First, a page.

Intensives at AUC: What is Going Wrong?

By Amber Roos

– Amsterdam University College (AUC) prides itself on its academic excellence. However, many students experience problems in their programme and the question of how to solve them remains. Unfortunately, AUC has not been very proactive in resolving such issues.

At AUC, each semester is separated into a 16-week and 4-week period. In the 4-week period, called the intensive, students take the same course for four weeks. For AUC students, either three or four intensives (depending on the Major and graduating year) consist of mandatory courses. Considering AUC students have to build their own curriculum, the intensive programme has lead to some problems.

One of the main reasons students struggle with planning their intensives is the lack of options given by AUC. For some students studying specific tracks, there are no intensives given at all. Myriam Bellamine, a second-year Social Science major, has struggled with this problem. “There are no Political Science intensives, they are all International Relations, the ones that are actually Political Philosophy are counted as Humanities courses,” she said. Although a Humanities intensive could be an option, there is still the problem of prerequisites and graduation requirements for Bellamine.

Lanie Preston, a second-year Science major, notes that in the Information track there is only one intensive. After taking that intensive in June of her first year there were no other intensives for her to do because she already did her language requirements at a university elsewhere . “There was quite literally nothing I could take at AUC so my tutor recommended taking a fifth course in the rest of my semesters so I could take intensives off,” she said. “This seems a bit of a ridiculous solution, since five courses can be extremely demanding especially in the second and third year of AUC.”

Furthermore, students have struggled with intensives, especially language courses, getting cancelled multiple times during their studies because of a lack of registration. Frederiek Tijssens, a second-year Social Science major, is now doing an intensive she did not want to do because of cancellations. Tijssens asked her tutor about her language requirement in her first year, to make sure that she can do a higher level at AUC. After being reassured that the she can take two consecutive levels, her language course has been cancelled twice. “So I went back to my tutor, and now he’s telling me that my high level language course has never been taught,” she said.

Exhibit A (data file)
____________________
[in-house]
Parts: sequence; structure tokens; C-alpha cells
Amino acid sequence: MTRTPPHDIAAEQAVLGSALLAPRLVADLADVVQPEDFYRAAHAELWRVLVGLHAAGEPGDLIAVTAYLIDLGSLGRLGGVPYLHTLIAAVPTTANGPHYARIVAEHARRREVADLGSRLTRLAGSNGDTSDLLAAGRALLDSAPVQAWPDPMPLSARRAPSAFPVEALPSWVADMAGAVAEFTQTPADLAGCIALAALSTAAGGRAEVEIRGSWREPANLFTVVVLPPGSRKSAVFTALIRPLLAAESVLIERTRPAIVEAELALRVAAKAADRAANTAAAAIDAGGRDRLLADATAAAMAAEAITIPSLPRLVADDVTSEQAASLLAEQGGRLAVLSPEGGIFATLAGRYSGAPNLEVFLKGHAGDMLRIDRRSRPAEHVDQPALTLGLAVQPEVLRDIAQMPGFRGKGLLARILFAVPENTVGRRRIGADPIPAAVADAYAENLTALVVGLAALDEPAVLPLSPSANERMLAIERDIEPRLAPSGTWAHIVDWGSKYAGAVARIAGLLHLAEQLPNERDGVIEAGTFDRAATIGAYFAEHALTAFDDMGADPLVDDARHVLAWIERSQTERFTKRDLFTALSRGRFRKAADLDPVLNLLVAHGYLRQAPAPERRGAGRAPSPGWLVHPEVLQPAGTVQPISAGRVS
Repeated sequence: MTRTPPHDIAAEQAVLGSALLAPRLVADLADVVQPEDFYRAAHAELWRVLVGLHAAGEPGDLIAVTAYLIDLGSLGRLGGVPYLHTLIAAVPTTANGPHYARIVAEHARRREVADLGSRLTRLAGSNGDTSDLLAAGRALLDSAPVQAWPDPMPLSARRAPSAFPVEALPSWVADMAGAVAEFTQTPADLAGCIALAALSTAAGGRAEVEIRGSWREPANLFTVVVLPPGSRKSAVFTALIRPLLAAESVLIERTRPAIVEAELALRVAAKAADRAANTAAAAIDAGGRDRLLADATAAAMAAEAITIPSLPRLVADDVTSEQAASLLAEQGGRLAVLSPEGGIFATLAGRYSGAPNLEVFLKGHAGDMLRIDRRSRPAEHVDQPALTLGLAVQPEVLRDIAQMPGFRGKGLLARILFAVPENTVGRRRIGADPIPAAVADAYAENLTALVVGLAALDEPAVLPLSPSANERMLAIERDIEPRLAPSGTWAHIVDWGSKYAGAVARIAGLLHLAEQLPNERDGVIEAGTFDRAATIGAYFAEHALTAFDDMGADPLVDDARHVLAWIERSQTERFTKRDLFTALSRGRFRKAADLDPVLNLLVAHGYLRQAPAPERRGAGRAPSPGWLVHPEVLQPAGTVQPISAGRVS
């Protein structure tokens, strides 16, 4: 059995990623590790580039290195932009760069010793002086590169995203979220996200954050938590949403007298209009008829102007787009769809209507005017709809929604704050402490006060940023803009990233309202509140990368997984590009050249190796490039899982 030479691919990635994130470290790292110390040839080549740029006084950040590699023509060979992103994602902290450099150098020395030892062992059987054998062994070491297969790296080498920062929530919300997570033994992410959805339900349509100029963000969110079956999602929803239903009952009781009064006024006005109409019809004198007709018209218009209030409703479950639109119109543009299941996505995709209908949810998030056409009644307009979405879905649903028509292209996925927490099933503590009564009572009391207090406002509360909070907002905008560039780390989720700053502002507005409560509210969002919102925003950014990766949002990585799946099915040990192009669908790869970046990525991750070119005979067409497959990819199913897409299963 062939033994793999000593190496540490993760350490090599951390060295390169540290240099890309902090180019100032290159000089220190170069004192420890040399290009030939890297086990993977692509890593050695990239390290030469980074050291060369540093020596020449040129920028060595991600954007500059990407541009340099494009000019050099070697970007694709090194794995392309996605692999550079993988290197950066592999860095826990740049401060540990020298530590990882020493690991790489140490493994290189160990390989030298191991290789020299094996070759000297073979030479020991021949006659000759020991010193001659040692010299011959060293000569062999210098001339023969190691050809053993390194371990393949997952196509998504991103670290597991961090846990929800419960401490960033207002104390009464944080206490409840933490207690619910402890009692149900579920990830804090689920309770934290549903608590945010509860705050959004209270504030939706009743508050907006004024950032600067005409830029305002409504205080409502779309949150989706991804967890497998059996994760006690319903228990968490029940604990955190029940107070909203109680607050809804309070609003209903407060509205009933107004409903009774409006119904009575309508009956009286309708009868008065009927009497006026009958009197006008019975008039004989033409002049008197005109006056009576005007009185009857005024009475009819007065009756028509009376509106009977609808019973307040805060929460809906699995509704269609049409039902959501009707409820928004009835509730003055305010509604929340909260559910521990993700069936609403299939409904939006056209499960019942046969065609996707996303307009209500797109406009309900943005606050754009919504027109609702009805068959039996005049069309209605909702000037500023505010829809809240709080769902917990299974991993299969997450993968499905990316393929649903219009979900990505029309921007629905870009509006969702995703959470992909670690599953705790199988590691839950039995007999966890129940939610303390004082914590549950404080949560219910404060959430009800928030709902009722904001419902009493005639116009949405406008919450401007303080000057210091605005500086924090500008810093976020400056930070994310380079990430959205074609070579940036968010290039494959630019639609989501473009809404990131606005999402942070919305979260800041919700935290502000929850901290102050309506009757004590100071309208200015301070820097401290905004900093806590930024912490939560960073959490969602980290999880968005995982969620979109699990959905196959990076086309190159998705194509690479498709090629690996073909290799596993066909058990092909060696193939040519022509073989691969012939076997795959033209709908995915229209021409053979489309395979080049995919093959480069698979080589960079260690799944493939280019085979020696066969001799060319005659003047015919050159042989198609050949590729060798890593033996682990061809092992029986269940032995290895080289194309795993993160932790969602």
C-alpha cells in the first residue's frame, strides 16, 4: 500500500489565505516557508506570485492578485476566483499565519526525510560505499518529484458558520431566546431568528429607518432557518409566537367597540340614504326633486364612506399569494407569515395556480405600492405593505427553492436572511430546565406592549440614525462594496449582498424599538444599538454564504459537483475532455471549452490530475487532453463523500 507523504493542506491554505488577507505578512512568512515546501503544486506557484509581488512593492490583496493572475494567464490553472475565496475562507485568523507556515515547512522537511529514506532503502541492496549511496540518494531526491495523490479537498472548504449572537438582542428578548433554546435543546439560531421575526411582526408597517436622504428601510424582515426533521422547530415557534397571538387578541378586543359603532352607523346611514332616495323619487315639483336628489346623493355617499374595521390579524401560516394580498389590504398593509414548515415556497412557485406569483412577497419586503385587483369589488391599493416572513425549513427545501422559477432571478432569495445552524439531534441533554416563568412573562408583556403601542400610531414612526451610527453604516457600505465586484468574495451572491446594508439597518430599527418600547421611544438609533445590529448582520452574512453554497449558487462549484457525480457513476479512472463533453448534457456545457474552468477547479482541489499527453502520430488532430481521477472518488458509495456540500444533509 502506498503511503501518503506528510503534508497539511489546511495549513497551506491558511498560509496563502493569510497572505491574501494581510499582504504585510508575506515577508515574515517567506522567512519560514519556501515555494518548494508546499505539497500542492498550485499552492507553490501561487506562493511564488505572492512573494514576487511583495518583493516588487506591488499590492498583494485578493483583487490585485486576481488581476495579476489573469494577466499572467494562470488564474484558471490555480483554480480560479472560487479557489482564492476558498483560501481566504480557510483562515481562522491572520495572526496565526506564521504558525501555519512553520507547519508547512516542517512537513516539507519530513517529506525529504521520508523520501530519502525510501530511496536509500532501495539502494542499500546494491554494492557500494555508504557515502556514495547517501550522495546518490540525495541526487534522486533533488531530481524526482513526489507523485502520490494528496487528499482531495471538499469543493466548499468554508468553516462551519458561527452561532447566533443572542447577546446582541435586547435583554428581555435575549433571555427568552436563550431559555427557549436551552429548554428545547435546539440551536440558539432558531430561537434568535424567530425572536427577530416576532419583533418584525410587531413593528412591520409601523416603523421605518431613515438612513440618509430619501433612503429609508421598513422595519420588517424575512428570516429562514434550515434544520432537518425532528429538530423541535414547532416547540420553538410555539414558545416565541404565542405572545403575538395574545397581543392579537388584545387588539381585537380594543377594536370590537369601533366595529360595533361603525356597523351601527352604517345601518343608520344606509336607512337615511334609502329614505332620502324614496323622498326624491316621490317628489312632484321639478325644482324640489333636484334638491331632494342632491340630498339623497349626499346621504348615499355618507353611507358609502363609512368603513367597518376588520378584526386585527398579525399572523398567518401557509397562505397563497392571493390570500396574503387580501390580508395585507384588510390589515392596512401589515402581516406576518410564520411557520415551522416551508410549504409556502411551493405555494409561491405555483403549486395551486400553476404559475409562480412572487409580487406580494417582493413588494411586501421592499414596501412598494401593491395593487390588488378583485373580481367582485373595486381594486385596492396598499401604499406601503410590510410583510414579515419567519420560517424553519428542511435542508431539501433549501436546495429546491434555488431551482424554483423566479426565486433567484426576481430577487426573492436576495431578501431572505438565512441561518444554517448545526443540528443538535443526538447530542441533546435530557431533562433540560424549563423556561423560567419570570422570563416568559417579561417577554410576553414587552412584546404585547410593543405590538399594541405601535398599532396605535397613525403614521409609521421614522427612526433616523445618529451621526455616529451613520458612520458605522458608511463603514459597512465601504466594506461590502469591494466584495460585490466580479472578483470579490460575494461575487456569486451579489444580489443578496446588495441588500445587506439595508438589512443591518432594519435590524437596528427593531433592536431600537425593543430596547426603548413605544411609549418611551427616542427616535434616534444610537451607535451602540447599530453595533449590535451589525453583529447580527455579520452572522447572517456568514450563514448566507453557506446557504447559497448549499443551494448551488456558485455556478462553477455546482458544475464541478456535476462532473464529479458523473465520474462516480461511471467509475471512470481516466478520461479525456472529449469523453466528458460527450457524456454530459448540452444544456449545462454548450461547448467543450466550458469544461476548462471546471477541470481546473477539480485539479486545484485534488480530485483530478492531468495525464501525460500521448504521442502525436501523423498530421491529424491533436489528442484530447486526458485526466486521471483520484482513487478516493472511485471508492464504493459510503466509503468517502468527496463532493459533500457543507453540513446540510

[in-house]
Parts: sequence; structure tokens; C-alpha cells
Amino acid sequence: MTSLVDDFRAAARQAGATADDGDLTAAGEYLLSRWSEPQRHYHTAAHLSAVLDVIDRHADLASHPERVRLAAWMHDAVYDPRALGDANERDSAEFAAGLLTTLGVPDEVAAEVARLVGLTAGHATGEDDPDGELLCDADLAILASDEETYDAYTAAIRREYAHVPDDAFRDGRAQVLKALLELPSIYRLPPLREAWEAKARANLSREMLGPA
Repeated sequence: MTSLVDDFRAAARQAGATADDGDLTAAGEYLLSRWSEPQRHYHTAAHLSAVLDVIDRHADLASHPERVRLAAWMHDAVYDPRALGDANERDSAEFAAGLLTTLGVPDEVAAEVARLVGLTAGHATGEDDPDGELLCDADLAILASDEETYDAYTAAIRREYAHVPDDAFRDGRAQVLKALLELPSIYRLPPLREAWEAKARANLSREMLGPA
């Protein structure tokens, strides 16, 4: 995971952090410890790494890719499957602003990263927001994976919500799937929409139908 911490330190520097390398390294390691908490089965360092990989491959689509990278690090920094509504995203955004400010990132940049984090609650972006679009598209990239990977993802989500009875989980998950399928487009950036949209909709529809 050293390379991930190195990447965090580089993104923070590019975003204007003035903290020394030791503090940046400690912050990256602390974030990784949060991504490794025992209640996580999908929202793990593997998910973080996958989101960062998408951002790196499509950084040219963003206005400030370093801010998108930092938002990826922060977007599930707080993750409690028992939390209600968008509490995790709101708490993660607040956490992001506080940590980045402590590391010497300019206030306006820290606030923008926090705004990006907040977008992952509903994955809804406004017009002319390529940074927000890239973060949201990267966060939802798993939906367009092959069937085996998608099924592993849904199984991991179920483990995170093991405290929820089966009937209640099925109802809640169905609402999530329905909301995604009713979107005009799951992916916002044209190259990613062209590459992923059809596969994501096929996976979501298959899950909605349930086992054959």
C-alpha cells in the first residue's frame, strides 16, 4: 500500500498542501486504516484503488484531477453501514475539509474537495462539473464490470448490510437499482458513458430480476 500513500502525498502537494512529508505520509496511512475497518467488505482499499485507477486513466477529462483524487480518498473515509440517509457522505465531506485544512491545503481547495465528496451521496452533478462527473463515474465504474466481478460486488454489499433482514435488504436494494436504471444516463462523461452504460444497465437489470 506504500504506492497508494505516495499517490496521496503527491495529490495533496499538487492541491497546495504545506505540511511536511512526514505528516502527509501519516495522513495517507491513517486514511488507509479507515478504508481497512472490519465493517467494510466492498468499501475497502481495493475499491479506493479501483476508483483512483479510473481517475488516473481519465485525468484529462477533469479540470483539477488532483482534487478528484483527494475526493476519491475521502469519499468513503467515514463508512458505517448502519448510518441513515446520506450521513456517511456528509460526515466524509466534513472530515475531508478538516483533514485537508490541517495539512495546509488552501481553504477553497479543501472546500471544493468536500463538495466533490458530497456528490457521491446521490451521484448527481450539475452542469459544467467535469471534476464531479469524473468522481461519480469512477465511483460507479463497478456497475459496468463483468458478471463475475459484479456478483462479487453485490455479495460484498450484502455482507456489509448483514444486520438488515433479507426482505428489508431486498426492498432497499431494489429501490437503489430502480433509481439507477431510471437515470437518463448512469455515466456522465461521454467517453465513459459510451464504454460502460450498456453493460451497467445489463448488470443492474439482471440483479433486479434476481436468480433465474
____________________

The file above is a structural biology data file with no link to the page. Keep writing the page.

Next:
Many students search for different options because of the limited amount of courses offered by AUC. Floor Kouwenberg, a second-year Social Science major, has done all the mandatory intensives and decided to do her internship and a course at the Vrije Universiteit instead. She is also still doing Information Lab, the one intensive that is an option for her, though this is not a course she actually wants to take. “There aren’t any other options for me, so I have to do my internship and an off-campus course now,” said Kouwenberg. “Even though I’d prefer an AUC course.”

Even in tracks where more than one intensive is on offer, students can struggle with their options for the intensives because some are available in only one semester. Anna van Elst, a second-year Humanities major, said: “I think I’m quite lucky with my intensives because I did courses that can get me into two intensives. They are both in June, though, so for January I can only do languages.” This is something AUC students who want to go on exchange struggle with as well, since they are often gone for one of the intensives.


Although there are many issues regarding AUC’s intensives, students are enthusiastic about the chance to focus solely on one course for a while. “I think it’s a great opportunity to learn something in-depth, but it just needs to be better executed,” said Preston. For students to enjoy such an intense program, there should be enough options for them to do something they are generally interested in. “I feel like AUC needs to step up and provide more prerequisite-free options or at least two to three options for each track in the intensive,” said Preston.


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